The rules for transporting cannabis in a vehicle are the same as alcohol. Cannabis must be in a closed, sealed package and out of reach from anyone in the vehicle. You can be fined up to $2,000 for improper storage.
19 is the legal age to use, buy, grow or possess cannabis in Nova Scotia. If you’re under 19, you can be fined or face criminal charges.
The Nova Scotia Liquor Corporation is the only authorized retailer of recreational cannabis in Nova Scotia. Cannabis can be purchased by adults 19 or over at designated NSLC stores or online. For more information, visit the Nova Scotia Liquor Corporation.
The legalization of recreational cannabis has not changed the way medical patients access cannabis.
Keep it closed and out of reach in your car
Municipalities may pass additional bylaws that further restrict cultivation. Some have, so be aware of local bylaws.
While edibles can be produced at home for personal use, it remains illegal under federal law to sell edibles, including at restaurants and markets.
If you’re 19 or over, you can have up to 30 grams of dried cannabis (or equivalent) with you in public. There are no restrictions on how much you can keep in your home, as long as it’s for personal use. Store cannabis safely and keep it away from children and pets.
You must be 19
Cannabis laws are different in each province and territory in Canada. Here’s what you need to know about what is and isn’t legal in Nova Scotia.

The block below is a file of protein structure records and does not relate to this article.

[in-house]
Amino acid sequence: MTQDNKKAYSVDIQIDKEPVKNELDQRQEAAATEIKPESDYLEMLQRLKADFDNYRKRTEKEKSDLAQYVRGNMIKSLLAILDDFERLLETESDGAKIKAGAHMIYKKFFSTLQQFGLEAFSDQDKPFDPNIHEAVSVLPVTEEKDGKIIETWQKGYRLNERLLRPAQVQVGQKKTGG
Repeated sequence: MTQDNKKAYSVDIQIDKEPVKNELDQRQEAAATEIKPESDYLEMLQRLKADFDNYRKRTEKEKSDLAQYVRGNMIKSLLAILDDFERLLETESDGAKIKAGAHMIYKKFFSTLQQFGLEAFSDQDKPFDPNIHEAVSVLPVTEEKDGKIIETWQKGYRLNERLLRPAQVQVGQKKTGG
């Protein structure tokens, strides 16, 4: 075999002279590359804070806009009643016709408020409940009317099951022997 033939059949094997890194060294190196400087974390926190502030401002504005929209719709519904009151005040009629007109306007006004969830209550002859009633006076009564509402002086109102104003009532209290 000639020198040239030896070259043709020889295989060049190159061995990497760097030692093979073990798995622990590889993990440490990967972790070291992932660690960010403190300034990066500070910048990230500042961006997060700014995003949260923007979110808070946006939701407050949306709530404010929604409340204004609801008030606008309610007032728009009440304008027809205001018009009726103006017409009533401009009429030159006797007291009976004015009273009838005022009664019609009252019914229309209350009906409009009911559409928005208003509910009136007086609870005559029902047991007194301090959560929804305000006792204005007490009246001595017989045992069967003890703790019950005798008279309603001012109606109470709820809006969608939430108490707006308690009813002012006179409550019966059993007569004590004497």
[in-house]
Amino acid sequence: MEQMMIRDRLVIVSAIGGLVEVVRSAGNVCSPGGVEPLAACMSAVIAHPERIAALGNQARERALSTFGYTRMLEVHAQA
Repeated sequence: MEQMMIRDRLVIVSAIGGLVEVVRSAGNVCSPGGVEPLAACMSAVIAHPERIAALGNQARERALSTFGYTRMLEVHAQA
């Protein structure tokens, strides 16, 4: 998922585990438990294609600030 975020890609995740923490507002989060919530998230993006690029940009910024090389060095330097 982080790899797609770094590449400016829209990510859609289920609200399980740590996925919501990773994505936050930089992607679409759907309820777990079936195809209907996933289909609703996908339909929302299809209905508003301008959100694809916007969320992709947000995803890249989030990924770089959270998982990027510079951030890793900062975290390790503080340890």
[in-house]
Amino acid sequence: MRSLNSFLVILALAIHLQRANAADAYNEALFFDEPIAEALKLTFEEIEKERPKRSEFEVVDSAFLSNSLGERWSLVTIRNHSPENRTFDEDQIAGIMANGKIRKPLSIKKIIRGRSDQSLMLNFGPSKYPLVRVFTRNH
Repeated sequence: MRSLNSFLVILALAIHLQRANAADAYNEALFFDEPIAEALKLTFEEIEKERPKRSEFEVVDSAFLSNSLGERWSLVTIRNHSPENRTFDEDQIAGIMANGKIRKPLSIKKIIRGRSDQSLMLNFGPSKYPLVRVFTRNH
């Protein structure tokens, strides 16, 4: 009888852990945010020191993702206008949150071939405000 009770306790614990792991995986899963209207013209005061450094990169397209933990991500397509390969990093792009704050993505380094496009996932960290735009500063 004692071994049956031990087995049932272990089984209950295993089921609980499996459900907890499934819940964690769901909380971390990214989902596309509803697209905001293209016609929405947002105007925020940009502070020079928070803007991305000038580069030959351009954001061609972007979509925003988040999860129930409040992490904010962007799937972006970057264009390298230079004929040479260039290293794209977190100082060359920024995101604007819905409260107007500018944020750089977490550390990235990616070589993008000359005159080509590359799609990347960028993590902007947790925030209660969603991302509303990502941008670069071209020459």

Legal age adults can grow up to four cannabis plants per household. Each apartment in a house or building is considered a separate household. Take extra care to grow safely if you have children or pets at home.
To grow up to four non-medical cannabis plants at home, see our Fact Sheet. To produce cannabis for your own medical purposes, refer to the federal registration system. For hemp licensing, see Health Canada's Guide. For cannabis retail store licensing, refer to B.C.'s application system.
Why Get Licensed?
For more detailed information about working with your applicable local government or Indigenous nation, as well as information about growing on B.C.'s Agricultural Land Reserve (ALR), see Section 3 of this how-to guide.
Many local governments and Indigenous nations have online resources on land-use planning. You can also call or email them directly if you have questions about what requirements apply to your proposed site. If your proposed site is on treaty or reserve lands, the Indigenous nation can advise you of additional requirements that might apply to your business.